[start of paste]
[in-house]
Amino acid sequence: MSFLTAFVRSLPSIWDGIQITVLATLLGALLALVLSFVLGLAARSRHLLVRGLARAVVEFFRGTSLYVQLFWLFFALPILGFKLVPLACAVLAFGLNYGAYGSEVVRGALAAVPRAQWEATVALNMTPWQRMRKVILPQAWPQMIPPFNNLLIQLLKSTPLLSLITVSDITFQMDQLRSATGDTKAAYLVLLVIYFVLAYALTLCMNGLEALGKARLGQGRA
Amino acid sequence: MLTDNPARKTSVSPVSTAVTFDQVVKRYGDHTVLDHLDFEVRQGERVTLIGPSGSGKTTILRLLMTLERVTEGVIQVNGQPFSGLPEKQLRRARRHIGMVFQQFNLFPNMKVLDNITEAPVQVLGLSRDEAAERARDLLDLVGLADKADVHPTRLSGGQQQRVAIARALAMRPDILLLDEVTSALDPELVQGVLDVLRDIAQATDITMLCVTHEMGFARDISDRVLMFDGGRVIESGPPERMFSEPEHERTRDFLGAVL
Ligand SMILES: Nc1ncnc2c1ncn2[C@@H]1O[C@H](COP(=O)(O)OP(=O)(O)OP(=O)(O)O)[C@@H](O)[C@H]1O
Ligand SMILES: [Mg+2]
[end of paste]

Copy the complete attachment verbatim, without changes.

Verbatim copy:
[in-house]
Amino acid sequence: MSFLTAFVRSLPSIWDGIQITVLATLLGALLALVLSFVLGLAARSRHLLVRGLARAVVEFFRGTSLYVQLFWLFFALPILGFKLVPLACAVLAFGLNYGAYGSEVVRGALAAVPRAQWEATVALNMTPWQRMRKVILPQAWPQMIPPFNNLLIQLLKSTPLLSLITVSDITFQMDQLRSATGDTKAAYLVLLVIYFVLAYALTLCMNGLEALGKARLGQGRA
Amino acid sequence: MLTDNPARKTSVSPVSTAVTFDQVVKRYGDHTVLDHLDFEVRQGERVTLIGPSGSGKTTILRLLMTLERVTEGVIQVNGQPFSGLPEKQLRRARRHIGMVFQQFNLFPNMKVLDNITEAPVQVLGLSRDEAAERARDLLDLVGLADKADVHPTRLSGGQQQRVAIARALAMRPDILLLDEVTSALDPELVQGVLDVLRDIAQATDITMLCVTHEMGFARDISDRVLMFDGGRVIESGPPERMFSEPEHERTRDFLGAVL
Ligand SMILES: Nc1ncnc2c1ncn2[C@@H]1O[C@H](COP(=O)(O)OP(=O)(O)OP(=O)(O)O)[C@@H](O)[C@H]1O
Ligand SMILES: [Mg+2]